If you are interested in infosec and want to learn new skills, why not learn by playing? By playing CTF challenges you can learn a great deal about many different topics.
The most common CTF competition style is Jeopardy, where you have challenges from different categories such as:
Web Application Security
Websec requires knowledge on how to exploit common injection vulnerabilities, how browser and cookies interact with the user.
Keywords: SQL Injection, XSS, CSRF, Same Origin Policy, Cookies, Access Controls
Forensics in CTF is a broad category that involves many different areas such as steganography, memory dumps, computer images or network packet capture analysis. Generally, your objective is to reveal the hidden flag that can be embedded in an image, sent over a network or used on a computer from which a memory dump has been taken. To be successful in this category, you would need to be familiar with different image and file formats, analysing network packets and carving files from memory/image dumps.
Keywords: PCAP files, memory analysis, wireshark, volatility, carving
This category can require intermediate to advanced knowledge about cryptography. You could encounter anything from simple ciphers like ceaser to breaking RSA or AES crypto.
Keywords: Asymmetric, Symmetric, Diffe Hellman, RSA, AES, Frequency Analysis, XOR
Binary Exploitation / Reversing
This category requires knowledge about decompiling Java and python applications, as well as being able to read and understand assembly code. Usually you'll find a program written in C which you will need to reverse in order to find the flag. Understanding how programs are executed and how data is stored in memory is vital for solving challenges in this category.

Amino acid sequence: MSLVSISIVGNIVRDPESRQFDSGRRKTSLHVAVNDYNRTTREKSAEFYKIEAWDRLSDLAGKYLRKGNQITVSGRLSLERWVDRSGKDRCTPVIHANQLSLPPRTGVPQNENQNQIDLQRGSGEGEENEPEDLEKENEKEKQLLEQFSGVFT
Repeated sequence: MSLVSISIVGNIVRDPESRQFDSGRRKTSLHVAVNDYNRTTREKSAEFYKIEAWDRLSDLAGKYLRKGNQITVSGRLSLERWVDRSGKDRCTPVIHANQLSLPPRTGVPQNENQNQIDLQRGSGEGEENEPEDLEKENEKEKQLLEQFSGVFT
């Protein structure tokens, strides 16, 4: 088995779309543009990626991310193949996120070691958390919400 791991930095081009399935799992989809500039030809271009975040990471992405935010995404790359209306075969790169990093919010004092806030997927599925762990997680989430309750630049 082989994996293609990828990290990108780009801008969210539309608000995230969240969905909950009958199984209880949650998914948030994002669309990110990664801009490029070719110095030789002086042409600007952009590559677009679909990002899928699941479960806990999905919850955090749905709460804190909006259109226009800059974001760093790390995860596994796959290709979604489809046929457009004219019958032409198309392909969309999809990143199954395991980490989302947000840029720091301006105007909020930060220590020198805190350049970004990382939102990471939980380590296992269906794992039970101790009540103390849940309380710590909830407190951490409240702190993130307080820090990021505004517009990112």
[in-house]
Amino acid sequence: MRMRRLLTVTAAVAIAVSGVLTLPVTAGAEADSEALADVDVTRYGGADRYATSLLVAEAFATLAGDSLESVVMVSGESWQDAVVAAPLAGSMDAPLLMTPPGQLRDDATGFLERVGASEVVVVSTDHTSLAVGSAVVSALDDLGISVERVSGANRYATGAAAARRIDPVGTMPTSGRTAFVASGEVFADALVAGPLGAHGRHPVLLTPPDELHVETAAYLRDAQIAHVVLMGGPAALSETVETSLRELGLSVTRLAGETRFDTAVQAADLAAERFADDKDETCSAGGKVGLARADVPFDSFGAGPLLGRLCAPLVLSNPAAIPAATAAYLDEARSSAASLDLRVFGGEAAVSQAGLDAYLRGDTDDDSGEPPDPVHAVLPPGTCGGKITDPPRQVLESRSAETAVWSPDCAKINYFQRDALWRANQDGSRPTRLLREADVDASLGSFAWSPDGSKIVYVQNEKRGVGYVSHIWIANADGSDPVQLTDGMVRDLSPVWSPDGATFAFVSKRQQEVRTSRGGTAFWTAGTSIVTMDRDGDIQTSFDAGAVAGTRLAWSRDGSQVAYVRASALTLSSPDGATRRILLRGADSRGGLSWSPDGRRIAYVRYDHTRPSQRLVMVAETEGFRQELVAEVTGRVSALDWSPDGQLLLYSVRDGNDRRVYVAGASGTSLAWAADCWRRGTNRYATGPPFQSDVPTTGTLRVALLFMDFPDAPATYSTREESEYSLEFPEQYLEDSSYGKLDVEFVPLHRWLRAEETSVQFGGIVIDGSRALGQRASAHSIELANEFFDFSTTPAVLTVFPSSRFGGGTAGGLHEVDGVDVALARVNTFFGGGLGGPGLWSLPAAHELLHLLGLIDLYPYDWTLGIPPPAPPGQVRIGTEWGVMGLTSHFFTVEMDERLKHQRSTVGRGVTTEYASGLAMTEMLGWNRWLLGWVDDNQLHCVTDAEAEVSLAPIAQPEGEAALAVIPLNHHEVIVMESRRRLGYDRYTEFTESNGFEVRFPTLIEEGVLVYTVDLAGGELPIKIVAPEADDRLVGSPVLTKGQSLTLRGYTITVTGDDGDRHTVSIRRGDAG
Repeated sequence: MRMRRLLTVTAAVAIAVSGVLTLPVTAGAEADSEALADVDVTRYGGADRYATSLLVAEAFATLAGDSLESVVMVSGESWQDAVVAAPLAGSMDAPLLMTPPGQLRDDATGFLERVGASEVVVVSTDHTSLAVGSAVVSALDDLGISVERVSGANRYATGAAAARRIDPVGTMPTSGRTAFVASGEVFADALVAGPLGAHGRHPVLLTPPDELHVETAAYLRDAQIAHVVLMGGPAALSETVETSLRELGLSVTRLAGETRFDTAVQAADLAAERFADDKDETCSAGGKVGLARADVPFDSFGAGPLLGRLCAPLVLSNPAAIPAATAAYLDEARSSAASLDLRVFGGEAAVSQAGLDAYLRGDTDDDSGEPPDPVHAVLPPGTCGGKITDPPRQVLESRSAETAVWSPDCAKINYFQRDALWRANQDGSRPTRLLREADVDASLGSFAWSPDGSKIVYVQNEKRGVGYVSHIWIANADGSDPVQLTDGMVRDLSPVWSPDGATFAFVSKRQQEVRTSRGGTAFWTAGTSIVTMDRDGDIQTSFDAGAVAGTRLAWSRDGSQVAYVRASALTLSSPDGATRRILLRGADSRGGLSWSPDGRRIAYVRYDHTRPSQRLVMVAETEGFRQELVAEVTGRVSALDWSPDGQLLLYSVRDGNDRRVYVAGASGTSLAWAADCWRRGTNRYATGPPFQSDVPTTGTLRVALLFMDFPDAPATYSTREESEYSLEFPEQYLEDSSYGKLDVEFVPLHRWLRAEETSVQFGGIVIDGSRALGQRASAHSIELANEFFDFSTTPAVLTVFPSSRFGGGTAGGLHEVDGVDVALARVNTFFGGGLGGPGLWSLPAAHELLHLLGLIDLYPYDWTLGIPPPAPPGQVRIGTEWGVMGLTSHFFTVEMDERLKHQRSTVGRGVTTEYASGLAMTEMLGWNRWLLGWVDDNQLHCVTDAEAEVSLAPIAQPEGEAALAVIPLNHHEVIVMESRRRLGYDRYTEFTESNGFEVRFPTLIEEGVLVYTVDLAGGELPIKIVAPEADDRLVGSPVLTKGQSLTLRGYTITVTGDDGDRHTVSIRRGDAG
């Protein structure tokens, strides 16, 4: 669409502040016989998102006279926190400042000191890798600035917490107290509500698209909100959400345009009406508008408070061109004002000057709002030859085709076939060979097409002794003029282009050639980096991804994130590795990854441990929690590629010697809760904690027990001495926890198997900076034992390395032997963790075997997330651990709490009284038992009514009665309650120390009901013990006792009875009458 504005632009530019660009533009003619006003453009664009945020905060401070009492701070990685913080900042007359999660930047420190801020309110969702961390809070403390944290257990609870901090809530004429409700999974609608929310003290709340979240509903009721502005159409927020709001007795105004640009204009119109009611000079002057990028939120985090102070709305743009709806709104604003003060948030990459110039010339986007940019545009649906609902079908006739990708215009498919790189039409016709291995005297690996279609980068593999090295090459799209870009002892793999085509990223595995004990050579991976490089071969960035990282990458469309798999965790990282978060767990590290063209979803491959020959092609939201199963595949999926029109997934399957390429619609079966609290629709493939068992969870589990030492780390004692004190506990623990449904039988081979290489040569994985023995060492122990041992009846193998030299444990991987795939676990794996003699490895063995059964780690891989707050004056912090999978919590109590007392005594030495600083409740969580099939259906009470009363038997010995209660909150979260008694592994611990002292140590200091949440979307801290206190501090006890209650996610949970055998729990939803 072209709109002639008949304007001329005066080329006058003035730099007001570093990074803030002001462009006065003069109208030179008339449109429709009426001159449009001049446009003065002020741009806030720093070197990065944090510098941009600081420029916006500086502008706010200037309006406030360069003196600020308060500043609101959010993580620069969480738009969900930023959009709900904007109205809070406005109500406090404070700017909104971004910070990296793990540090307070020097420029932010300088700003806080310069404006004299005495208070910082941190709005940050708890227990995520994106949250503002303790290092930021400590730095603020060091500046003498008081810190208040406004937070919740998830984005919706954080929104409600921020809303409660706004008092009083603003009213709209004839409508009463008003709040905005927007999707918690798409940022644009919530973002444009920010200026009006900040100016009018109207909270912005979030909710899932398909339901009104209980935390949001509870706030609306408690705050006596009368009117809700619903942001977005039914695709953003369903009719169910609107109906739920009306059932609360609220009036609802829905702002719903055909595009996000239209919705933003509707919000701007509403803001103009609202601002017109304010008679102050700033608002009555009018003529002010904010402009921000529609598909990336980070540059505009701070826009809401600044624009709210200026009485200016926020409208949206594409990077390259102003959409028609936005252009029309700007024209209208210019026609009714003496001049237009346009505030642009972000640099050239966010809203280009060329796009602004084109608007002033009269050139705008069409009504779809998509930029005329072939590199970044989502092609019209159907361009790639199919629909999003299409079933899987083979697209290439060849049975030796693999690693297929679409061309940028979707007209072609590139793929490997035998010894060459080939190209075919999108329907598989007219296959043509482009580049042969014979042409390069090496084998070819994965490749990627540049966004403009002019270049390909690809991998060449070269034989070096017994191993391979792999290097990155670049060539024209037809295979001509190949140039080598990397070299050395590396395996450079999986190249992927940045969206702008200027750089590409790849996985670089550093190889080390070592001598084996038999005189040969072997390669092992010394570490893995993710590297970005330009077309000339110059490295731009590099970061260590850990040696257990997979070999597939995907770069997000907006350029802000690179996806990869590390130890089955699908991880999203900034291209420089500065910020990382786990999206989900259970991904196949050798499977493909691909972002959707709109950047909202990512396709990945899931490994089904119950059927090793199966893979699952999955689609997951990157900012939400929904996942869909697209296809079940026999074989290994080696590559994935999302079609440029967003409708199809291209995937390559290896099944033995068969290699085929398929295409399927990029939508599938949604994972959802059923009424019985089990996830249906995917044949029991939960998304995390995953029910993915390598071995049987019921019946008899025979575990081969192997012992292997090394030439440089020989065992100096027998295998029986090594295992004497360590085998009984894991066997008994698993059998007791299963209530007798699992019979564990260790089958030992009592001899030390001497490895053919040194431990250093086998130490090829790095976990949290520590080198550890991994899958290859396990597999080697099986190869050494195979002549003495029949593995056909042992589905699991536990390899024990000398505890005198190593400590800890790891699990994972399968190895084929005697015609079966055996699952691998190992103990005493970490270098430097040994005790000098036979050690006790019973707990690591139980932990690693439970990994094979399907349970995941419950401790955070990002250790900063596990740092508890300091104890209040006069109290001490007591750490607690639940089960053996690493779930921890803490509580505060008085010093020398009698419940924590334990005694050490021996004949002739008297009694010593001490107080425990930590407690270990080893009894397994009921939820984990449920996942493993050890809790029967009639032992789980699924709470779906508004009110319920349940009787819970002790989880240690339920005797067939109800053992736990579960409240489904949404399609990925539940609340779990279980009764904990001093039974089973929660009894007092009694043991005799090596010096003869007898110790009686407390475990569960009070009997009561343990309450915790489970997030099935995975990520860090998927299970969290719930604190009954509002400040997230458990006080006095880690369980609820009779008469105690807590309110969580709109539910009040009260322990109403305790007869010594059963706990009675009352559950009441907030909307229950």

Keywords: gdb, strings, linux, x86, IDA Pro, ollydb, C, assembly
This is a very broad category and involves creating a program to automate some task in order to get the flag. An example could be a website that displays an equation which you need to solve in 3 seconds. Your assignment would be to create a program to parse the equation, calculate and get the flag.
Analysing mobile platforms and HTTP(s) communication between apps and their servers.
Keywords: API endpoints, Android, iOS, jadx, jd-gui
Usually you have a few challenges per category, rated from easy to hard. If you are just starting out then you should focus on the easy challenges first. Try solve at least one challenge per category if you can, not only will you gain more points but you will increase your overall knowledge which you can transfer into career skills.
Another way to learn more about the different topics listed above, is to read other people's writeups. You can find writeups at ctftime.com for each CTF competition, Github or Google. For example, ChalmersCTF's writeups can be found here: ChalmersCTF Writeups. Writeups can be great resource for learning new tricks and reading how other people solve challenges.
More things to be aware of is the different tools that can help you solve your challenges. The following resource contains a list of tools that many players use during competitions: ctf-tools. Keep in mind that these are just tools that someone else built. If you can't find a tool that solves your particular problem, you might have to build it yourself, which brings us to programming. Being able to program is not necessarily required to play CTF but it helps immensely if you can. Programming/Scripting is a very central part of CTF and infosec as a whole.
If you are still interested in playing CTF after reading this, I suggest starting with PicoCTF 2017 which will introduce you to the different kind of challenges and as you progress they will become harder and harder.
Another great resource to learn from is OWASP Juice Shop. Juice Shop is a self-hosted, intentionally insecure web application that contains all the vulnerabilities listed in the OWASP Top 10. Your job is to find them and exploit them and for every vulnerability you solve, you get points.
If you have any other questions don't hesitate to contact us!